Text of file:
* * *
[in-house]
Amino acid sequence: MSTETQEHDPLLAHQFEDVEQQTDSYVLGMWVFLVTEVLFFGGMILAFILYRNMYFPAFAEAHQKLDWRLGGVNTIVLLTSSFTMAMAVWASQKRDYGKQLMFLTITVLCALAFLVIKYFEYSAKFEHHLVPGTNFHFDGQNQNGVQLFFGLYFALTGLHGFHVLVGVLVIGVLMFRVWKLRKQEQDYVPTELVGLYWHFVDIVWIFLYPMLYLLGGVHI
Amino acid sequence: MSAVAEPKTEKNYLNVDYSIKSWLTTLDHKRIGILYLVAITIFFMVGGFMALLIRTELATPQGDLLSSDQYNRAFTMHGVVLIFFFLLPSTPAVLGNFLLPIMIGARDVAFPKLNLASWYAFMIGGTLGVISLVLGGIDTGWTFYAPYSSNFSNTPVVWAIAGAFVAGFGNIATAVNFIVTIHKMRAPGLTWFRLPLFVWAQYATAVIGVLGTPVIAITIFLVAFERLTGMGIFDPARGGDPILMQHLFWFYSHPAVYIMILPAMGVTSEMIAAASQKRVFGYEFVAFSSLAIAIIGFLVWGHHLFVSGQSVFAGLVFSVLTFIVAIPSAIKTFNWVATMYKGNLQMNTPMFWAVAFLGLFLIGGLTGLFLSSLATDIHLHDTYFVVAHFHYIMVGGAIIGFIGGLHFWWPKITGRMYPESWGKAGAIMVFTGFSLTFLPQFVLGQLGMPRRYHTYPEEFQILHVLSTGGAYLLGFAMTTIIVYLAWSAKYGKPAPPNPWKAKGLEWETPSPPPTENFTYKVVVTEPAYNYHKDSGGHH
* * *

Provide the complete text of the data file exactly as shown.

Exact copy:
[in-house]
Amino acid sequence: MSTETQEHDPLLAHQFEDVEQQTDSYVLGMWVFLVTEVLFFGGMILAFILYRNMYFPAFAEAHQKLDWRLGGVNTIVLLTSSFTMAMAVWASQKRDYGKQLMFLTITVLCALAFLVIKYFEYSAKFEHHLVPGTNFHFDGQNQNGVQLFFGLYFALTGLHGFHVLVGVLVIGVLMFRVWKLRKQEQDYVPTELVGLYWHFVDIVWIFLYPMLYLLGGVHI
Amino acid sequence: MSAVAEPKTEKNYLNVDYSIKSWLTTLDHKRIGILYLVAITIFFMVGGFMALLIRTELATPQGDLLSSDQYNRAFTMHGVVLIFFFLLPSTPAVLGNFLLPIMIGARDVAFPKLNLASWYAFMIGGTLGVISLVLGGIDTGWTFYAPYSSNFSNTPVVWAIAGAFVAGFGNIATAVNFIVTIHKMRAPGLTWFRLPLFVWAQYATAVIGVLGTPVIAITIFLVAFERLTGMGIFDPARGGDPILMQHLFWFYSHPAVYIMILPAMGVTSEMIAAASQKRVFGYEFVAFSSLAIAIIGFLVWGHHLFVSGQSVFAGLVFSVLTFIVAIPSAIKTFNWVATMYKGNLQMNTPMFWAVAFLGLFLIGGLTGLFLSSLATDIHLHDTYFVVAHFHYIMVGGAIIGFIGGLHFWWPKITGRMYPESWGKAGAIMVFTGFSLTFLPQFVLGQLGMPRRYHTYPEEFQILHVLSTGGAYLLGFAMTTIIVYLAWSAKYGKPAPPNPWKAKGLEWETPSPPPTENFTYKVVVTEPAYNYHKDSGGHH